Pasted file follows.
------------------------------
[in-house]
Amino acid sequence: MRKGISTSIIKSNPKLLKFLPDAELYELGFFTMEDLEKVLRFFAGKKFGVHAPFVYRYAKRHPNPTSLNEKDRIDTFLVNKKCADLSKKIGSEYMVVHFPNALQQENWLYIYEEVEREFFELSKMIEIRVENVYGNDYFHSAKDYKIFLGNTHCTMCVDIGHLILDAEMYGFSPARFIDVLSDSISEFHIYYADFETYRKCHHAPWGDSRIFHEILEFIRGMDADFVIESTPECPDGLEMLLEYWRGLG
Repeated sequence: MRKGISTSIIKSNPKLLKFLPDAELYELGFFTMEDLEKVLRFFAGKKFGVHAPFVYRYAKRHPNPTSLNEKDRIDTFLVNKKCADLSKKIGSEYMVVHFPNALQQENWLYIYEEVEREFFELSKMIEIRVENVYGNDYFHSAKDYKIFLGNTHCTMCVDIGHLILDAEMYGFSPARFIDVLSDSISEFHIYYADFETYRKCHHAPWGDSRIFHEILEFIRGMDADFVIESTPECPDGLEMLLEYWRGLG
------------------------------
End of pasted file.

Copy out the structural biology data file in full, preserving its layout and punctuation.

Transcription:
[in-house]
Amino acid sequence: MRKGISTSIIKSNPKLLKFLPDAELYELGFFTMEDLEKVLRFFAGKKFGVHAPFVYRYAKRHPNPTSLNEKDRIDTFLVNKKCADLSKKIGSEYMVVHFPNALQQENWLYIYEEVEREFFELSKMIEIRVENVYGNDYFHSAKDYKIFLGNTHCTMCVDIGHLILDAEMYGFSPARFIDVLSDSISEFHIYYADFETYRKCHHAPWGDSRIFHEILEFIRGMDADFVIESTPECPDGLEMLLEYWRGLG
Repeated sequence: MRKGISTSIIKSNPKLLKFLPDAELYELGFFTMEDLEKVLRFFAGKKFGVHAPFVYRYAKRHPNPTSLNEKDRIDTFLVNKKCADLSKKIGSEYMVVHFPNALQQENWLYIYEEVEREFFELSKMIEIRVENVYGNDYFHSAKDYKIFLGNTHCTMCVDIGHLILDAEMYGFSPARFIDVLSDSISEFHIYYADFETYRKCHHAPWGDSRIFHEILEFIRGMDADFVIESTPECPDGLEMLLEYWRGLG